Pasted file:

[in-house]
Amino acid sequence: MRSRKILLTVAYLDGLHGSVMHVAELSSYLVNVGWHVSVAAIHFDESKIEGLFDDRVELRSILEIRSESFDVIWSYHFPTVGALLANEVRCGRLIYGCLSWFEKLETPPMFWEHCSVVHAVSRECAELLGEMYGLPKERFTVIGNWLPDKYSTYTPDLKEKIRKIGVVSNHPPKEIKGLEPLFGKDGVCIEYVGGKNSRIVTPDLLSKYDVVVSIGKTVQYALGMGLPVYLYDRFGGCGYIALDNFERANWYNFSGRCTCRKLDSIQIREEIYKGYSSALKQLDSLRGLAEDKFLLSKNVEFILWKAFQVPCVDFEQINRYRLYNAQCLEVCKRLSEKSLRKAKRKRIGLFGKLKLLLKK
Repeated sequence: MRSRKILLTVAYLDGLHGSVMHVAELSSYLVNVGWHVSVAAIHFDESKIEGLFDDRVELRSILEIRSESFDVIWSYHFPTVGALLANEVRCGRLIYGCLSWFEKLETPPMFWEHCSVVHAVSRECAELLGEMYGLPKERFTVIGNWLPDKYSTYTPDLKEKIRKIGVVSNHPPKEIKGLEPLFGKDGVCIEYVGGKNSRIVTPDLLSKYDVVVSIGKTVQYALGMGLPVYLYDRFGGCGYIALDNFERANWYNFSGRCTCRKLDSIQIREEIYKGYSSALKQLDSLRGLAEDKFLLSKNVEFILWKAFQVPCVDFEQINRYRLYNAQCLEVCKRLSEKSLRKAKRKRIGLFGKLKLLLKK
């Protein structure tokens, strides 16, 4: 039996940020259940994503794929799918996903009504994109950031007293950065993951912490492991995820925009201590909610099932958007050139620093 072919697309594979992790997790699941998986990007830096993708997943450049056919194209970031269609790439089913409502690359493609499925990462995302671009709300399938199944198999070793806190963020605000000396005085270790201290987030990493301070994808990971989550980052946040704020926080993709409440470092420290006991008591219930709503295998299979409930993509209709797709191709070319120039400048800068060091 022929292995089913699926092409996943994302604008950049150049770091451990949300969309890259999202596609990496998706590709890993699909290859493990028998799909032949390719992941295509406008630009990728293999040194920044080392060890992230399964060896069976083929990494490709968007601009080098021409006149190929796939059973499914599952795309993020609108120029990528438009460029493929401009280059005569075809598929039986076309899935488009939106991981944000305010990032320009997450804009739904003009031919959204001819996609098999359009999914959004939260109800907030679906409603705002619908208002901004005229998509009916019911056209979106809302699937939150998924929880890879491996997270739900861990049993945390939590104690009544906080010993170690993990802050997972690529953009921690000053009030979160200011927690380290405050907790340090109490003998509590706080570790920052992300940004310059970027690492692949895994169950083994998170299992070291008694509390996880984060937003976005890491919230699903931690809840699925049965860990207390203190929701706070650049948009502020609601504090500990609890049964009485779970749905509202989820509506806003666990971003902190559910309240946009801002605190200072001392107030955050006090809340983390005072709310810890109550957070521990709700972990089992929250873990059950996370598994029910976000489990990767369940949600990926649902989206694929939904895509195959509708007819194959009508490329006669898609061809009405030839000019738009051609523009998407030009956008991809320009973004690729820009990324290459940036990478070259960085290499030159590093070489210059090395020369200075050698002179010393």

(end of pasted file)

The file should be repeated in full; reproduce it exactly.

[in-house]
Amino acid sequence: MRSRKILLTVAYLDGLHGSVMHVAELSSYLVNVGWHVSVAAIHFDESKIEGLFDDRVELRSILEIRSESFDVIWSYHFPTVGALLANEVRCGRLIYGCLSWFEKLETPPMFWEHCSVVHAVSRECAELLGEMYGLPKERFTVIGNWLPDKYSTYTPDLKEKIRKIGVVSNHPPKEIKGLEPLFGKDGVCIEYVGGKNSRIVTPDLLSKYDVVVSIGKTVQYALGMGLPVYLYDRFGGCGYIALDNFERANWYNFSGRCTCRKLDSIQIREEIYKGYSSALKQLDSLRGLAEDKFLLSKNVEFILWKAFQVPCVDFEQINRYRLYNAQCLEVCKRLSEKSLRKAKRKRIGLFGKLKLLLKK
Repeated sequence: MRSRKILLTVAYLDGLHGSVMHVAELSSYLVNVGWHVSVAAIHFDESKIEGLFDDRVELRSILEIRSESFDVIWSYHFPTVGALLANEVRCGRLIYGCLSWFEKLETPPMFWEHCSVVHAVSRECAELLGEMYGLPKERFTVIGNWLPDKYSTYTPDLKEKIRKIGVVSNHPPKEIKGLEPLFGKDGVCIEYVGGKNSRIVTPDLLSKYDVVVSIGKTVQYALGMGLPVYLYDRFGGCGYIALDNFERANWYNFSGRCTCRKLDSIQIREEIYKGYSSALKQLDSLRGLAEDKFLLSKNVEFILWKAFQVPCVDFEQINRYRLYNAQCLEVCKRLSEKSLRKAKRKRIGLFGKLKLLLKK
């Protein structure tokens, strides 16, 4: 039996940020259940994503794929799918996903009504994109950031007293950065993951912490492991995820925009201590909610099932958007050139620093 072919697309594979992790997790699941998986990007830096993708997943450049056919194209970031269609790439089913409502690359493609499925990462995302671009709300399938199944198999070793806190963020605000000396005085270790201290987030990493301070994808990971989550980052946040704020926080993709409440470092420290006991008591219930709503295998299979409930993509209709797709191709070319120039400048800068060091 022929292995089913699926092409996943994302604008950049150049770091451990949300969309890259999202596609990496998706590709890993699909290859493990028998799909032949390719992941295509406008630009990728293999040194920044080392060890992230399964060896069976083929990494490709968007601009080098021409006149190929796939059973499914599952795309993020609108120029990528438009460029493929401009280059005569075809598929039986076309899935488009939106991981944000305010990032320009997450804009739904003009031919959204001819996609098999359009999914959004939260109800907030679906409603705002619908208002901004005229998509009916019911056209979106809302699937939150998924929880890879491996997270739900861990049993945390939590104690009544906080010993170690993990802050997972690529953009921690000053009030979160200011927690380290405050907790340090109490003998509590706080570790920052992300940004310059970027690492692949895994169950083994998170299992070291008694509390996880984060937003976005890491919230699903931690809840699925049965860990207390203190929701706070650049948009502020609601504090500990609890049964009485779970749905509202989820509506806003666990971003902190559910309240946009801002605190200072001392107030955050006090809340983390005072709310810890109550957070521990709700972990089992929250873990059950996370598994029910976000489990990767369940949600990926649902989206694929939904895509195959509708007819194959009508490329006669898609061809009405030839000019738009051609523009998407030009956008991809320009973004690729820009990324290459940036990478070259960085290499030159590093070489210059090395020369200075050698002179010393």